A Professor and former Dean, Faculty of Law, Babcock University, Bankole Sodipo, said “Private land may be ‘forcefully taken over’ or acquired by a legal process if it is for public purposes. For instance, private land may be acquired to make provision for a railway, a road, or a public building. The constitution makes it illegal for land to be taken in any other manner.
“Unless the government wants to engage in the business of cattle rearing in ranches, it will be unconstitutional for private land to be acquired or confiscated or forcefully taken for ranches if those ranches belong to individuals. If any government attempts to take private land to give for other private people, such measures will fail as it will be challenged. The electorate will remove unconstitutional governments.
Immediate past Director-General of Nigerian Law School, Professor Tahir Mamman, SAN, argued that the cattle colonies was what a responsible and responsive government should be advocating.
He opined: “If you take education, governments at all levels spend hundreds of billions on infrastructure, teaching, research and other support services to train students and manpower, most of whom go into private sector.
“Even those in government services are still paid for it through salaries, even though most of the training were provided for by the government.
“Similarly, the Law School, which every lawyer must attend, is wholly provided for by the government. Students pay a fraction of service charges only. Where do lawyers go to after such lavish government expenditures on their training? Most of them go into private jobs, and in a lot of cases, charge government ridiculous, extortionist fees when their services are needed by the same government that trained them.”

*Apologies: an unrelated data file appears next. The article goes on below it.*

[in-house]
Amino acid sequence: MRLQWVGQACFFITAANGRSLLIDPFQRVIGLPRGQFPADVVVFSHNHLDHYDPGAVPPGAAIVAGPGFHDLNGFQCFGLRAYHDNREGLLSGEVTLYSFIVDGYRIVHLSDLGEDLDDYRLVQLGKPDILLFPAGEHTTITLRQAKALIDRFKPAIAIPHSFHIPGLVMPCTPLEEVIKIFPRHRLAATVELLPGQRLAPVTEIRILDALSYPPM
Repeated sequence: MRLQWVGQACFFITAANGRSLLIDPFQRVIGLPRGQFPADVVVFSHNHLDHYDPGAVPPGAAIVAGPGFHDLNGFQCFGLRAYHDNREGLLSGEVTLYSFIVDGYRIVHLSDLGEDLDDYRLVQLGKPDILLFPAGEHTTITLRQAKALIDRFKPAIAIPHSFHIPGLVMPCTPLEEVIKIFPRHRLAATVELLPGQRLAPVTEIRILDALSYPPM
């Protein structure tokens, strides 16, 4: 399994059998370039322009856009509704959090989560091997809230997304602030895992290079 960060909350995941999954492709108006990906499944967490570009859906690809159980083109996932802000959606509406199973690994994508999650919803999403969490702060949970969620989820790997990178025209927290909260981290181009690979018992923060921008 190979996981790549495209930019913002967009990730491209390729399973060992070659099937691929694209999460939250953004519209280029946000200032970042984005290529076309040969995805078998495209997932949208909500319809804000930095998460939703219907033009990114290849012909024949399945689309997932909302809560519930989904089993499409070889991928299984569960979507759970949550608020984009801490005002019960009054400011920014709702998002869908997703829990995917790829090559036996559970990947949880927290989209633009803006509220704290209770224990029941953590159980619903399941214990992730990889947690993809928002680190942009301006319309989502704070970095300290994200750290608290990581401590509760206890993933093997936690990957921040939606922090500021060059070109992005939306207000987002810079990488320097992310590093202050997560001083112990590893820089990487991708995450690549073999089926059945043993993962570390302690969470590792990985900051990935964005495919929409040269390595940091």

A renowned human rights lawyer, Chief Morah Ekwunoh, aligned himself with preponderance of views that ranching is a private and individual commercial business.
He said: “Pursuant to the combined application of the extant provisions of the 1999 Constitution, (as amended) and the Land Use Act, ownership and control of all lands in the states are vested in their respective governors, who hold same in trust for the beneficial interests of their citizens.
“A fortiori, application of the maxim of nemo dat quod non habet, reveals that the Federal Government cannot acquire, consficate or, otherwise howsoever, appropriate lands in the states for purposes of creating cattle ranches or colonies for the benefit of herdsmen, in their pursuit of individual and private commercial businesses or enterprises. By virtue of the law and the afore-referenced provisions, such lands are vested in the states, and not in the Federal Government.
“What it (FG) can do, in the overall circumstances, is to use its own lands, as clearly delineated in the Constitution and the Land Use Act (supra), for establishment of such ranches or colonies; or most appropriately, to appeal to, collaborate or partner with state governments for this purpose, though the latter situation appears a very tall order, albeit, in states where the citizens in whose beneficial interests such lands are held are being wantonly and brazenly slaughtered by the same herdsmen in whose interest and benefits the state lands are needed for collaborative establishment of the said ranches or colonies”.
A lawyer, Sir Barth Ozoana, pointed out that ranching is absolutely a private enterprise, saying “ in law, the Federal Government cannot confiscate lands for private purposes. Federal Government does not rear cattle, be it federal or state. If the Federal Government confiscates any land, the intended use must be for public purpose.”
Okechukwu Nwanguma, Secretary, National Coordinator- NOPRIN, argued that in the first place, the law (Land Use Act ) confers the power of land control in every state on the governor.
“Federal Government cannot dictate to any state governor on who to give land in the state. Unless the governor decides to allocate land, there’s nothing the Federal Government can do, except it wants to unlawfully exercise powers it doesn’t have.”